Phylogenetic analysis and support

We carried out 250 ML tree searches on each data matrix using RAxML v8149 under default settings with a gamma distribution (generated by the data) and no invariable sites (GTR+GAMMA, following the software manual) in CIPRES portal150. For multilocus data matrices were partitioned by gene (Table 2). For support, considering parametric methods we used aLRT (approximate likelihood ratio test) and aBAYES (approximate transformation Bayes test), and for non-parametric methods we used the Bootstrap (BS) and SH-aLRT48,151. Bootstrap analyses for multilocus matrices were carried out in RAxML v7.3.0. (1,000 replicas in conditions similar to the original analysis). Values for aLRT, SH-aLRT and aBAYES were calculated for each optimal ML tree from RAxML (multilocus and individual) in PhyML 3.0.1 beta152 (parameters similar to those in RAxML). Anisimova et al.48 present a comprehensive comparison of the four measures of node support listed above with respect to their levels of sensitivity and specificity. Using simulated data, those authors concluded that the most widely used measure of node support (non-parametric bootstrapping - BS) is too conservative i.e., many nodes present in the tree that was used to simulate the analyzed data were not significantly supported by bootstrapping under the same model employed in the simulation. Here, we report as significantly supported not only the nodes whose BS values are equal or greater than 75%, but also the nodes that had support values equal or above the thresholds obtained by Anisimova et al.48 (aBAYES > 0.95; aLRT > 0.9; SH-aLRT > 0.85), even if BS nodal support was not significant (i.e. <0.75). Marker saturation conditions for 16S and 18S were evaluated with figures of transitions versus transversions in DAMBE153 (Fig. S12).

In order to detect rogue taxa, nonparametric bootstrap pseudo-replicates obtained from concatenated matrices were analyzed using the online version of RogueNaRok154 (http://rnr.h-its.org), under default parameters. The top ten rogue taxa were deleted from every combined data matrix and these new, “reduced” matrices were re-analyzed as the original ones. These analyses were used to assess rogue taxa’s potential impact on the broad phylogenetic picture of the Leptothecata and to pinpoint taxa with conflicting positions across topologies obtained from matrices with different levels of noise filtering (for further information see Supplementary Text, Supplementary Tables S4, S5, and Supplementary Figs S13–S15). Access to main data (Figshare database): http://dx.doi.org/10.6084/m9.figshare.1556316.

Additional Information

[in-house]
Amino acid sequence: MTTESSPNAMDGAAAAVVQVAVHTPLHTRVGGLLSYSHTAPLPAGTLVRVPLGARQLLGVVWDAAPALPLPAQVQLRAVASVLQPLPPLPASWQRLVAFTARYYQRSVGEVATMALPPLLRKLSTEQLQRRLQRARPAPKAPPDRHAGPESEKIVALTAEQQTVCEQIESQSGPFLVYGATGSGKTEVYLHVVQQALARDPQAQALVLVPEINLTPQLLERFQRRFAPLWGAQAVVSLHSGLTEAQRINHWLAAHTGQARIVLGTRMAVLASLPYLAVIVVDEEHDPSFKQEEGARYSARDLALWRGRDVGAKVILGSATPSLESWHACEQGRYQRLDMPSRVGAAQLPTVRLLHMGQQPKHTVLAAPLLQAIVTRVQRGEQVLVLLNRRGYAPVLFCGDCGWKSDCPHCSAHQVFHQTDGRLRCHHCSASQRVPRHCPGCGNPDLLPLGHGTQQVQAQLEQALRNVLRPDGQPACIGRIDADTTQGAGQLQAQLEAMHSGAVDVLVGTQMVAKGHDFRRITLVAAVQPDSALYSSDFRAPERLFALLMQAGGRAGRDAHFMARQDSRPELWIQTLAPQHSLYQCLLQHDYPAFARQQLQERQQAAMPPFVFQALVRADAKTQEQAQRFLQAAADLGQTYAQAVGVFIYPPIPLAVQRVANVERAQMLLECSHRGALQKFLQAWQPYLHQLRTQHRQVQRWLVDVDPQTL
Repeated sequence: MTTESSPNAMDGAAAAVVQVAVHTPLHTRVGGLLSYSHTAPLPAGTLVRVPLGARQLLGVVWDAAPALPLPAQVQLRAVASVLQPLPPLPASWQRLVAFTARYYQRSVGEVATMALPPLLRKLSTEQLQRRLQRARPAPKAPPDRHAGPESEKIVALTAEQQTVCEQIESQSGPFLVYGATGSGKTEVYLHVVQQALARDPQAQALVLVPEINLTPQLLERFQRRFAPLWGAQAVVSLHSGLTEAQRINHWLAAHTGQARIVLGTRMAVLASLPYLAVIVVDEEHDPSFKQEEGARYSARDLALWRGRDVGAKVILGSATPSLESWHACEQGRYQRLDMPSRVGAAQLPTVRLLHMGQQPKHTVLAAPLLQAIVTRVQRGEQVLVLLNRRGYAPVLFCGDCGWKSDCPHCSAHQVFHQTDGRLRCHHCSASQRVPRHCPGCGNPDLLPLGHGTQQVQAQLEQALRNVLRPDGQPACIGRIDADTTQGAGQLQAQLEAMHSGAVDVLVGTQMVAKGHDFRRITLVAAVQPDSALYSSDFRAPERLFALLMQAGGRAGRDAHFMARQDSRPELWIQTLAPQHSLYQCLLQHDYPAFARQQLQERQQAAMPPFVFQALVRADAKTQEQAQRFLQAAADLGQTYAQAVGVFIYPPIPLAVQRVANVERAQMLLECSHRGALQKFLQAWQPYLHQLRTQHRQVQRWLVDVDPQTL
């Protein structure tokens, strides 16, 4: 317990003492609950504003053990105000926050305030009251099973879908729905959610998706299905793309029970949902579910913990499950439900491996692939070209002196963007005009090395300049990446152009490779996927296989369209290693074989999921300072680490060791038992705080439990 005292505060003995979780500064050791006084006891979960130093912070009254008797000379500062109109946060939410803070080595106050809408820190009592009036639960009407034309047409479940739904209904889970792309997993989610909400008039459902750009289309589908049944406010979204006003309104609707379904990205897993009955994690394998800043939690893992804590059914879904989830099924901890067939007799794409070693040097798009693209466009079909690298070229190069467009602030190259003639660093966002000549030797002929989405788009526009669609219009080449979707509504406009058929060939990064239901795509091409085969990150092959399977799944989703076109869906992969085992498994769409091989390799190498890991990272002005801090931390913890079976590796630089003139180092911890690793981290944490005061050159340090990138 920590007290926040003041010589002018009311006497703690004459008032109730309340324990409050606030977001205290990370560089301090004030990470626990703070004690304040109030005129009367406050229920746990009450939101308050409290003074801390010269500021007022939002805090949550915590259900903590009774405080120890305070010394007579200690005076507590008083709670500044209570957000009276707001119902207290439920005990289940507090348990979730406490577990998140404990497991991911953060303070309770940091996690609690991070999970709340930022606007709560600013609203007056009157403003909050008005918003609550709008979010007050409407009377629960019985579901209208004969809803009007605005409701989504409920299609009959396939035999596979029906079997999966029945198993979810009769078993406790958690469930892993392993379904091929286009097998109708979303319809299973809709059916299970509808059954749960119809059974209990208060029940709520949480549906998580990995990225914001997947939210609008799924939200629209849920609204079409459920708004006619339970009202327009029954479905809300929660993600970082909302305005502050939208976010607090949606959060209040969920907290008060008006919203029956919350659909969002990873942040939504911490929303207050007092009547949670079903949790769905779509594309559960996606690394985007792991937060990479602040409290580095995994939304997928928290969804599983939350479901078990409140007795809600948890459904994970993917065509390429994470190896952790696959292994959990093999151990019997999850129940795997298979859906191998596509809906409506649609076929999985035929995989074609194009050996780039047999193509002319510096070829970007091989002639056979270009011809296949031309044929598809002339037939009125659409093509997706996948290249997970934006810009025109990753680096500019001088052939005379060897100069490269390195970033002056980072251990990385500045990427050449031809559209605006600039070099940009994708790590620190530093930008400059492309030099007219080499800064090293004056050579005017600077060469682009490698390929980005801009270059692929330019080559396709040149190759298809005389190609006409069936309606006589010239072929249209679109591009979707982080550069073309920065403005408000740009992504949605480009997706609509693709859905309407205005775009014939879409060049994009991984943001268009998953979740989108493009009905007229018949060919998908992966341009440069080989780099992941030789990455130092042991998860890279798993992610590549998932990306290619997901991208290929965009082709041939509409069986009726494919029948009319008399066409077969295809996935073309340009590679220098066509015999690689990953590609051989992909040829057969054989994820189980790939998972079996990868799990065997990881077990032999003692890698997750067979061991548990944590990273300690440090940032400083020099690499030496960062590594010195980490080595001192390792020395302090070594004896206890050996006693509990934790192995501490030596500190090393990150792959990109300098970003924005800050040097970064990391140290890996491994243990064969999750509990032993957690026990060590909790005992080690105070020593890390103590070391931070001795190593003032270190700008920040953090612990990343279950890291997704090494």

How to cite this article: Maronna, M. M. et al. Towards a phylogenetic classification of Leptothecata (Cnidaria, Hydrozoa). Sci. Rep. 6, 18075; doi: 10.1038/srep18075 (2016).

References

  1. 1.

    et al. The phylum Cnidaria: A review of phylogenetic patterns and diversity 300 years after Linnaeus. Zootaxa 1668, 127–182 (2007).

  2. 2.

    Hydrozoa in World Register of Marine Species (2014). Available at: . (Accessed: 24/03/2015).

  3. 3.

    World Hydrozoa Database (2014). Available at: . (Accessed: 24/03/2015).

  4. 4.

    North-West European thecate hydroids and their medusae: part 1 introduction, Laodiceidae to Haleciidae: keys and notes for identification of the species. Synopses of the British Fauna -New Series- No.50 [, (ed.)] [347 pp.] (Field Studies Council, Shrewsbury, 1995).

  5. 5.

    North-West European thecate hydroids and their medusae: part 2 Sertulariidae to Campanulariidae: keys and notes for identification of the species. Synopses of the British Fauna -New Series- No.50 [, (ed.)] [386 pp.] (Field Studies Council, Shrewsbury, 1995).

  6. 6.

    history of British animals. [565 pp.] (Bell and Bradfute, Edinburgh, 1828).

  7. 7.

    Bidrag til Söedyrenes Naturhistorie. 1e Haefte. Bergen. Résumé dans: Isis, 1833, 221 (1829).

  8. 8.

    A history of the British hydroid zoophytes. Volume I-Text. [334 pp.] (Van Voorst and Paternoster Row, London, 1868).

  9. 9.

    The linking of polyp and medusa stages in Obelia and other coelenterates. Biol. J. Linn. Soc. 9, 45–57 (1977).

  10. 10.

    The Reverend Thomas Hincks FRS (1818–1899): taxonomist of Bryozoa and Hydrozoa. Arch. Nat. Hist. 36, 189–217 (2009).

  11. 11.

    On the construction and limitation of genera among the Hydroida. Ann. Mag. Nat. Hist. 3rd Ser. 13, 345–380 (1864).

  12. 12.

    A monograph of the gymnoblastic or tubularian hydroids. I. The Hydroida in general. [154 pp.] (The Ray Society by R. Hardwicke, London, 1871).

  13. 13.

    Das System der Medusen. Erster Thiel einer Monographic der Medusen. Erste Hälfte des ersten Theils: System der Craspedoten. Denkschr. med. naturw. Ges. Jena 1, 1–360 (1879).

  14. 14.

    Die Hydroiden der arktischen Meere. Fauna Arctica 5, 127–248 (1910).

  15. 15.

    Evolutionary trends in the classification of capitate hydroids and medusae. Bull. Br. Mus. nat. Hist., Zool. 4, 453–534 (1957).

  16. 16.

    Gidroidy i gidromedusy morskikh, solonovatovodnykh i presnovodnykh basseinov S.S.S.R. Fauna S.S.S.R. 70, 1–626 (1960).

  17. 17.

    Hydroids and hydromedusae of the U.S.S.R. Fauna U.S.S.R. 70, 1–626 (1969).